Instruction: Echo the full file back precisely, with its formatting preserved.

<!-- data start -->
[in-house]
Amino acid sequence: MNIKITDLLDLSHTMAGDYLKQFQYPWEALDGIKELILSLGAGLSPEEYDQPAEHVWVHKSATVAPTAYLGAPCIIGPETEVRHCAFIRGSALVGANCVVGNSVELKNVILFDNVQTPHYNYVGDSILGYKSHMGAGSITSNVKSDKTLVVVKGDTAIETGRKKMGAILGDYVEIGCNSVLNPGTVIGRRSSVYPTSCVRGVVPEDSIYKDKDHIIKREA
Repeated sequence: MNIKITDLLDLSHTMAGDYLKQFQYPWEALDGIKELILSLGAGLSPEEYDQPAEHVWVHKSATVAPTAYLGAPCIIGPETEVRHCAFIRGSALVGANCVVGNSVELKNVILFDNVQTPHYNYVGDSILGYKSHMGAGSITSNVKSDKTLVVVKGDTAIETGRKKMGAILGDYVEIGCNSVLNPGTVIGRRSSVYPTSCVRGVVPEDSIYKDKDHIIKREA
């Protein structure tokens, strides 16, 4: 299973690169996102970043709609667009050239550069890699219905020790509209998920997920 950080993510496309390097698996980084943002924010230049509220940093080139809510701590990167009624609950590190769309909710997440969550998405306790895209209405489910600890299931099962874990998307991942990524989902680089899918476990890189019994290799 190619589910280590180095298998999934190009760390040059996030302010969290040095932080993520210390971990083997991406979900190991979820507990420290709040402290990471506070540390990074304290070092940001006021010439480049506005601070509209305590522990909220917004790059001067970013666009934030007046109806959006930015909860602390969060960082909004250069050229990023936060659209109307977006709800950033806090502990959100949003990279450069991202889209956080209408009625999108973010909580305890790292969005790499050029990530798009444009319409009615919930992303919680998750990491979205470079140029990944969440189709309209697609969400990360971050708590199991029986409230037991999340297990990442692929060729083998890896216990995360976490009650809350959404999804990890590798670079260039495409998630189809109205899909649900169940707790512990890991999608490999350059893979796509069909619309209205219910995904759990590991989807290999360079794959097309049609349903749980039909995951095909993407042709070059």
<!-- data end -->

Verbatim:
[in-house]
Amino acid sequence: MNIKITDLLDLSHTMAGDYLKQFQYPWEALDGIKELILSLGAGLSPEEYDQPAEHVWVHKSATVAPTAYLGAPCIIGPETEVRHCAFIRGSALVGANCVVGNSVELKNVILFDNVQTPHYNYVGDSILGYKSHMGAGSITSNVKSDKTLVVVKGDTAIETGRKKMGAILGDYVEIGCNSVLNPGTVIGRRSSVYPTSCVRGVVPEDSIYKDKDHIIKREA
Repeated sequence: MNIKITDLLDLSHTMAGDYLKQFQYPWEALDGIKELILSLGAGLSPEEYDQPAEHVWVHKSATVAPTAYLGAPCIIGPETEVRHCAFIRGSALVGANCVVGNSVELKNVILFDNVQTPHYNYVGDSILGYKSHMGAGSITSNVKSDKTLVVVKGDTAIETGRKKMGAILGDYVEIGCNSVLNPGTVIGRRSSVYPTSCVRGVVPEDSIYKDKDHIIKREA
């Protein structure tokens, strides 16, 4: 299973690169996102970043709609667009050239550069890699219905020790509209998920997920 950080993510496309390097698996980084943002924010230049509220940093080139809510701590990167009624609950590190769309909710997440969550998405306790895209209405489910600890299931099962874990998307991942990524989902680089899918476990890189019994290799 190619589910280590180095298998999934190009760390040059996030302010969290040095932080993520210390971990083997991406979900190991979820507990420290709040402290990471506070540390990074304290070092940001006021010439480049506005601070509209305590522990909220917004790059001067970013666009934030007046109806959006930015909860602390969060960082909004250069050229990023936060659209109307977006709800950033806090502990959100949003990279450069991202889209956080209408009625999108973010909580305890790292969005790499050029990530798009444009319409009615919930992303919680998750990491979205470079140029990944969440189709309209697609969400990360971050708590199991029986409230037991999340297990990442692929060729083998890896216990995360976490009650809350959404999804990890590798670079260039495409998630189809109205899909649900169940707790512990890991999608490999350059893979796509069909619309209205219910995904759990590991989807290999360079794959097309049609349903749980039909995951095909993407042709070059």